Sriracha is a hot sauce made of chilli pepper paste, vinegar, sugar, salt, and garlic, yet it is also the ambiguous focus of Marteen Estevez’s new single, ‘Sriracha’ which, like the majority of modern pop songs, uses repetition and a tangible metaphor that anyone can understand.

Estevez is unique for not only his eccentric haircut, but in the way he crafts his music. Getting recognized from a major production company and maintaining an account on Soundcloud is an innovation made possible in the last few years. Estevez is now one of the few artists who have found success through this platform.

The high school junior, a San Francisco Bay Area resident, goes back and forth from making R&B tracks to mainstream pop music. This varied collection can be streamed on his Soundcloud page and through Spotify. As for his professional credibility,  the singer recently signed a deal with Warner Brothers, the place of origin for ‘Sriracha’.

However, if one really thinks about the lyrics, one wonders, is it appropriate to make the odd objectification of a human being to a bottle of hot sauce? Does his coming up with a repetitive and techno-beat song really deserve the positive response he has received. Is this metaphor, something so simple and basic, really accountable as “art”?

Furthermore, the fact that Estevez is only sixteen, raises concern and controversy. After all, comparing a girl’s personality to a spicy condiment is demeaning. However, there is something inherently wrong with the song. It uses an odd metaphor comparing a human being to a glass bottle.

Nicki Minaj, along with many famous artists, famously compared herself to an hour glass in ‘Win Again’ during which she sings, “Tell ‘em I got that hourglass figure though.”  Songs with a female sharing an attitude like this, is exactly why people feel it is ok to objectify individuals through the media. Through hearing this, listeners are given the impression that to compare people to things is somehow cool.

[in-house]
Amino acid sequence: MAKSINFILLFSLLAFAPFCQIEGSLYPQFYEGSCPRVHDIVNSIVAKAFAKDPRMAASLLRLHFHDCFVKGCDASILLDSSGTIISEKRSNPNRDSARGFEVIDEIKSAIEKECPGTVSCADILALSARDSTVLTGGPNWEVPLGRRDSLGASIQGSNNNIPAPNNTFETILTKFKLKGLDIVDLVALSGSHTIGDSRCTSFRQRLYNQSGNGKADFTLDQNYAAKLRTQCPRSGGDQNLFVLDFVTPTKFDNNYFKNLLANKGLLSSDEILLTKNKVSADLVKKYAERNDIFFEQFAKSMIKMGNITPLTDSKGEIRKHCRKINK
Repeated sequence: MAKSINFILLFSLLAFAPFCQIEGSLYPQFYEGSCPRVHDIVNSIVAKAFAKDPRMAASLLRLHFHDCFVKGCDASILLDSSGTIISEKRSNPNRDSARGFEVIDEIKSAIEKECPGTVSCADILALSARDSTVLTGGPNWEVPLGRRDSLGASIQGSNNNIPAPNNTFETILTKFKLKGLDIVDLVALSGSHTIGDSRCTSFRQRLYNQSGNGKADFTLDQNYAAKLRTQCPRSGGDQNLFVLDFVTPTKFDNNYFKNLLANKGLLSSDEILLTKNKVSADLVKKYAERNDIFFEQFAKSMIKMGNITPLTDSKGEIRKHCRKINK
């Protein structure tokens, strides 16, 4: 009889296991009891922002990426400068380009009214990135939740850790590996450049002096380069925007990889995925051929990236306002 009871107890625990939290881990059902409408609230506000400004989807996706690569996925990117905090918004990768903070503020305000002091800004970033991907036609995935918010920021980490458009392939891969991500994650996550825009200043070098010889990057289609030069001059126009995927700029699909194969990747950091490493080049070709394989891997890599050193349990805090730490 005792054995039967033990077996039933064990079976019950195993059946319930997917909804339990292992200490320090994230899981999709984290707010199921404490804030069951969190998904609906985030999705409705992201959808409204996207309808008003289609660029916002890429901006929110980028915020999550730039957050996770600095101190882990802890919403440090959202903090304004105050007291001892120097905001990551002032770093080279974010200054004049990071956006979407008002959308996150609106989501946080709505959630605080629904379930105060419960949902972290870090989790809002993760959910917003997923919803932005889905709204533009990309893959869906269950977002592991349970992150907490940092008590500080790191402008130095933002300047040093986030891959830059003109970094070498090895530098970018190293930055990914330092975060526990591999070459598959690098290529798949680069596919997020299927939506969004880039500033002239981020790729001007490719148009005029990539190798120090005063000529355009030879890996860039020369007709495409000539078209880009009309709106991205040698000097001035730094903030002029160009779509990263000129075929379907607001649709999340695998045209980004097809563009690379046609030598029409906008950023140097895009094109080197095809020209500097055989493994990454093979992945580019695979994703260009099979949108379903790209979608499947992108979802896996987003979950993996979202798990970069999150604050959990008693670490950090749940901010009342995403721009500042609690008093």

“It’s kind of a sexist song. You have this guy singing about how ‘hot’ this girls’ body is and how when his friends hang out with her, they all want to watch her” says Grace Zientara ‘18 “He has made it out to be that this girl’s body is as hot as [sriracha]. And that is just not right in my book.”

It’s not just females who are affected by the lyrics in this song. Jared Wu ‘18 was taken aback by the content in the song, which he claims goes too far, “I think it is sexist and his age does not excuse the fact that it is sexist.” Wu also added that by having the woman in the music video dress in a suggestive manner, they are appropriating a style which is demeaning to females.

What Estevez crafted is seemingly more of a stereotype than an actual representation of woman. During an interview with, Estevez said ‘Sriracha’ is more of an attitude or confidence from a woman, rather than a perfect body shape, which according to him, varies depending on what you view as the ideal physical form.

Yet still that personality is equally as harmful. Young people who listen to this song might feel that in order to be ‘lil racha’ they have to act confident and constantly floor people with their personalities. Unfortunately, this objectification of females and their role in society dates back far through the history of music. Britney Spears sung ‘I’m a Slave 4 U’, Enrique Iglesias wrote “Tonight I’m Lovin’ you” which has a much more uncensored version. Not to mention Prince, who made an entire career out of singing about the female body, sometimes to a ridiculously exotic extent.

Given the money and the power that musicians are given, one would think the influence they yield would be of a positive and uplifting nature. Yet still, many of the famed artists from this decade are stuck back in  high school, exploring their immaturity through songs that are catchy and just ‘everybody’ loves.

Are we awarding Grammys to misogynists and objectifiers in disguise? Does each YouTube view Estevez get reinforce the defamation of human beings through the media? Perhaps the most alarming aspect of this issue, is how few have questioned Estevez’s meanings.

While doing extensive research for this article, finding even one remark on the use of females in the single was close to impossible. Yet Estevez’s video has 275K views on Youtube, and no backlash from the media or any of its consumers. It is apparent that few have issues with  Estevez’s song, When of course there is something very wrong about the content of the song.

There is no need to protest, no need to revoke a high school musician’s credentials, and most certainly no need to call for a media war debating the existence of this single. By acknowledging that the song has problems and that it is not going anywhere (probably only cultivating more viewers) the best solution would be to talk. Starting a dialogue about songs like ‘Sriracha’ is one of the best ways in which future artists and musical consumers can learn to create and follow songs that reflect a more civil society. Perhaps that is one of ‘Sriracha’s’ benefits, but for now, it is not worthy of being a hit song.  


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